Massachusetts: Punishing success and independence is our policy

The Massachusetts Board of Higher Education handles the financial-aid requirements of Bay State college students, and gets a rather hefty hunk of change from Massachusetts taxpayers each year. And in their latest move to “meet the needs” of those students, they’ve decided to screw the middle class at the expense of the neediest.

13,000 students whose families make a bit too much money, as far as the Board is concerned, and will no longer be eligible for Gilbert and Access grants, and be left high and dry. Instead, the money will go towards increasing the ceiling on grants and allowing the poorest students to get “free rides” at state schools.

I’m no expert on this sort of thing, but it seems to me that this move is a simple income-redistribution move — an attempt to raise up the poorest, while cutting at those who are just barely getting along.

To me, this is a horrid idea. The vast majority of taxes are paid by the middle class, and these grants are one of the few ways they get their money back. Instead, they see the state take more and more from them, while “punishing” them for not being dependent on the state.

A few more cynical souls have speculated that this might be tied in to the move to grant in-state tuition rates to illegal aliens. Last week the Massachusetts legislature adjourned without passing a law to do just that (after a huge hue and cry), but they could bring it back in January. Proponents say that they don’t plan to make illegal aliens eligible for scholarships, grants, loans, and other financial assistance, but believing the word of Massachusetts lawmakers when money is concerned is one of the dumbest things you can do. It’s like hiring Michael Jackson as a junior high gym coach, or having Teddy Kennedy manage your liquor store.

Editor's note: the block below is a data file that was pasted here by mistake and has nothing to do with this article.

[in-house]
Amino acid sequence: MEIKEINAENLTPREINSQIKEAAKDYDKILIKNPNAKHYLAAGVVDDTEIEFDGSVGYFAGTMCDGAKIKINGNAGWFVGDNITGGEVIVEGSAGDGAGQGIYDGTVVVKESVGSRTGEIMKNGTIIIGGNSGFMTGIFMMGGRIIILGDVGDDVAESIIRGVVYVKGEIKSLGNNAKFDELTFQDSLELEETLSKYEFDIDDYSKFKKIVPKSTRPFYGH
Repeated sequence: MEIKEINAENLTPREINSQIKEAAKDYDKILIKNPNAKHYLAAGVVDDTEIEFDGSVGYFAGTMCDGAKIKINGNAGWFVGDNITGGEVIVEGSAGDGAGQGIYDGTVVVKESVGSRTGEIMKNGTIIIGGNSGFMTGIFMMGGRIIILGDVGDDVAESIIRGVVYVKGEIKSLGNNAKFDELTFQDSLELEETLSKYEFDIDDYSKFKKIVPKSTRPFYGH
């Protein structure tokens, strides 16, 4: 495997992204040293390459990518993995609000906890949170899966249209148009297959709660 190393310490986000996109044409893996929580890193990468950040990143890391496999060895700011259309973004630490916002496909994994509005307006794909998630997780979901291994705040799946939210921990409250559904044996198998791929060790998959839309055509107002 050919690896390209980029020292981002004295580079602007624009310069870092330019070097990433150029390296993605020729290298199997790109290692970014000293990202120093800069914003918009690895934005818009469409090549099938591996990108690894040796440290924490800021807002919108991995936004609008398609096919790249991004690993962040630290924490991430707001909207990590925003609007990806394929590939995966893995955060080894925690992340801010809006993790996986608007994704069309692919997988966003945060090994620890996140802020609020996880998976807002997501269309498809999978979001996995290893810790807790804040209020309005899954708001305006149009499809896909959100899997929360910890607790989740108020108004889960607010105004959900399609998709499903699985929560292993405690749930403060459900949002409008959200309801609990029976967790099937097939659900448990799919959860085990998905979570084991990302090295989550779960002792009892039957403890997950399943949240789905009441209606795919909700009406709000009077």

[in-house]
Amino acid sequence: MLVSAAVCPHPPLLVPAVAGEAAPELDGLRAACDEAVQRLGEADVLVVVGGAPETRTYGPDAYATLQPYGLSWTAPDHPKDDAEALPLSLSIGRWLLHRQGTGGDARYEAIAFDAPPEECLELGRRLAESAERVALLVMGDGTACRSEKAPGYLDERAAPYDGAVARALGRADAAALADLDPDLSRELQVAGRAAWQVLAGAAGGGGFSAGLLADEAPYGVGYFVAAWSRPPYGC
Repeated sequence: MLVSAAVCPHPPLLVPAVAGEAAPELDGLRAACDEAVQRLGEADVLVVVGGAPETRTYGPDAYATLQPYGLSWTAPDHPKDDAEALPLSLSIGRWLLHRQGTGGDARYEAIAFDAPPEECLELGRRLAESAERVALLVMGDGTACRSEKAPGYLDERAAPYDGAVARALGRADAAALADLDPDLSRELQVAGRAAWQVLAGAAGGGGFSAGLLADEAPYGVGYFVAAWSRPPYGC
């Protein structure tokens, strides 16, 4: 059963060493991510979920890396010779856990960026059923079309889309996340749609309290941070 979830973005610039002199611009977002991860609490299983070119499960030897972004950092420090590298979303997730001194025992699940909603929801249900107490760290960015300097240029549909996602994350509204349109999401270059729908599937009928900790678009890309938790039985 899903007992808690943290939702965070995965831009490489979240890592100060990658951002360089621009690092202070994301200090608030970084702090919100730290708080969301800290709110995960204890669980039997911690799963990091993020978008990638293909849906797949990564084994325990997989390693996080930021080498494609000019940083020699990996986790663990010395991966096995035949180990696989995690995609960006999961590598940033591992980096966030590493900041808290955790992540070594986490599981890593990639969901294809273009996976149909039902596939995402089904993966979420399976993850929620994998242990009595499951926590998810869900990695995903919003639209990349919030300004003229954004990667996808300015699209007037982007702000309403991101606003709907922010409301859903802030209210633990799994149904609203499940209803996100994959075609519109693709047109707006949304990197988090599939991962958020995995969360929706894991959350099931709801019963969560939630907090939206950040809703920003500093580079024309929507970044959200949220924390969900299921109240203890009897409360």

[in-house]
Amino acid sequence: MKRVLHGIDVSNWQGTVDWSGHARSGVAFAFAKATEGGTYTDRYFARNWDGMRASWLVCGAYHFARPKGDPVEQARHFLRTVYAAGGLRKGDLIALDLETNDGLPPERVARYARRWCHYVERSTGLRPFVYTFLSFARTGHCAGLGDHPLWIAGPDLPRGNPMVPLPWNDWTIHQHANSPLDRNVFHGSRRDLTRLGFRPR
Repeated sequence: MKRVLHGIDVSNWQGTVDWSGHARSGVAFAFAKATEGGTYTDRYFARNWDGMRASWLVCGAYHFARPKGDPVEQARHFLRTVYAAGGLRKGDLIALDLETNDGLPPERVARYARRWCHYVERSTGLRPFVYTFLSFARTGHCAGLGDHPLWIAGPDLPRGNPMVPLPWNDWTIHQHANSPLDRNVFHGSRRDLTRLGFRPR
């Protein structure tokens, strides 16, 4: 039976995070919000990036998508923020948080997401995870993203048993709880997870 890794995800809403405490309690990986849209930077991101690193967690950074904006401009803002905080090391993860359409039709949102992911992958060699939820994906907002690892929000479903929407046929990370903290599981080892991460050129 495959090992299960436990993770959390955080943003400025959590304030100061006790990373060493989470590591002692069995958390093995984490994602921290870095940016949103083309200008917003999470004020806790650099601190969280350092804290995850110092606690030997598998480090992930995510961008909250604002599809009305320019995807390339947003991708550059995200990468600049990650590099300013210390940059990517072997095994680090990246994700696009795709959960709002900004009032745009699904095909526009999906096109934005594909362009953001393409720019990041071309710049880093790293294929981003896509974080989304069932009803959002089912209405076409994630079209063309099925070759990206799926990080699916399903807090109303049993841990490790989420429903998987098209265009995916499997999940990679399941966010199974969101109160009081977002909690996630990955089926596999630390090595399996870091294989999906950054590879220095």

But hey, it’s Massachusetts. If they ever regained their sanity and acted in a decent, honorable, intelligent fashion, I’d lose about half my source material to blog about.

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  1. Boyd November 20, 2005
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